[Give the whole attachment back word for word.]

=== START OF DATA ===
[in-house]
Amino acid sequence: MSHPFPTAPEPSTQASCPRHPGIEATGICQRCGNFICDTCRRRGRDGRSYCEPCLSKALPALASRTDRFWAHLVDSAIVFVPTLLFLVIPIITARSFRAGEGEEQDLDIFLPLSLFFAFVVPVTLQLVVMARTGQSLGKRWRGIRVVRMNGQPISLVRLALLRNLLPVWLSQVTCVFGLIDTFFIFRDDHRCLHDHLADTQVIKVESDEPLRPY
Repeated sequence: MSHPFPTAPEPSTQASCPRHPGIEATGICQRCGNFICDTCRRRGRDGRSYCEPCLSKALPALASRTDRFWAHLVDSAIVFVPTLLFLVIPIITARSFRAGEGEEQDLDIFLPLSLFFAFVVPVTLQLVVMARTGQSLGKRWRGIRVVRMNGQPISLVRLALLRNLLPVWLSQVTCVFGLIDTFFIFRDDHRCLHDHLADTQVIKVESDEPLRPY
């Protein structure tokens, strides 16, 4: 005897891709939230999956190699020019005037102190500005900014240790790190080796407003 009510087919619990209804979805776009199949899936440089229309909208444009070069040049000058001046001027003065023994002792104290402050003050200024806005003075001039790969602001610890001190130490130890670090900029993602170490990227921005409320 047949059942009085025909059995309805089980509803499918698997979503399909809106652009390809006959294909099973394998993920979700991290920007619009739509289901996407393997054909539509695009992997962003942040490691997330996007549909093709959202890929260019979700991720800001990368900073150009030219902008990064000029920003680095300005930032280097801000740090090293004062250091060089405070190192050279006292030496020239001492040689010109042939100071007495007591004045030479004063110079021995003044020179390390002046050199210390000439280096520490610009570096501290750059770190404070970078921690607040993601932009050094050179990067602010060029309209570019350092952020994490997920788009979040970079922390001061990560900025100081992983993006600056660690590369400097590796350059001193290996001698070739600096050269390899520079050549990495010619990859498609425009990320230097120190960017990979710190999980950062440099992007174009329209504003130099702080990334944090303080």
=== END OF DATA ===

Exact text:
[in-house]
Amino acid sequence: MSHPFPTAPEPSTQASCPRHPGIEATGICQRCGNFICDTCRRRGRDGRSYCEPCLSKALPALASRTDRFWAHLVDSAIVFVPTLLFLVIPIITARSFRAGEGEEQDLDIFLPLSLFFAFVVPVTLQLVVMARTGQSLGKRWRGIRVVRMNGQPISLVRLALLRNLLPVWLSQVTCVFGLIDTFFIFRDDHRCLHDHLADTQVIKVESDEPLRPY
Repeated sequence: MSHPFPTAPEPSTQASCPRHPGIEATGICQRCGNFICDTCRRRGRDGRSYCEPCLSKALPALASRTDRFWAHLVDSAIVFVPTLLFLVIPIITARSFRAGEGEEQDLDIFLPLSLFFAFVVPVTLQLVVMARTGQSLGKRWRGIRVVRMNGQPISLVRLALLRNLLPVWLSQVTCVFGLIDTFFIFRDDHRCLHDHLADTQVIKVESDEPLRPY
């Protein structure tokens, strides 16, 4: 005897891709939230999956190699020019005037102190500005900014240790790190080796407003 009510087919619990209804979805776009199949899936440089229309909208444009070069040049000058001046001027003065023994002792104290402050003050200024806005003075001039790969602001610890001190130490130890670090900029993602170490990227921005409320 047949059942009085025909059995309805089980509803499918698997979503399909809106652009390809006959294909099973394998993920979700991290920007619009739509289901996407393997054909539509695009992997962003942040490691997330996007549909093709959202890929260019979700991720800001990368900073150009030219902008990064000029920003680095300005930032280097801000740090090293004062250091060089405070190192050279006292030496020239001492040689010109042939100071007495007591004045030479004063110079021995003044020179390390002046050199210390000439280096520490610009570096501290750059770190404070970078921690607040993601932009050094050179990067602010060029309209570019350092952020994490997920788009979040970079922390001061990560900025100081992983993006600056660690590369400097590796350059001193290996001698070739600096050269390899520079050549990495010619990859498609425009990320230097120190960017990979710190999980950062440099992007174009329209504003130099702080990334944090303080």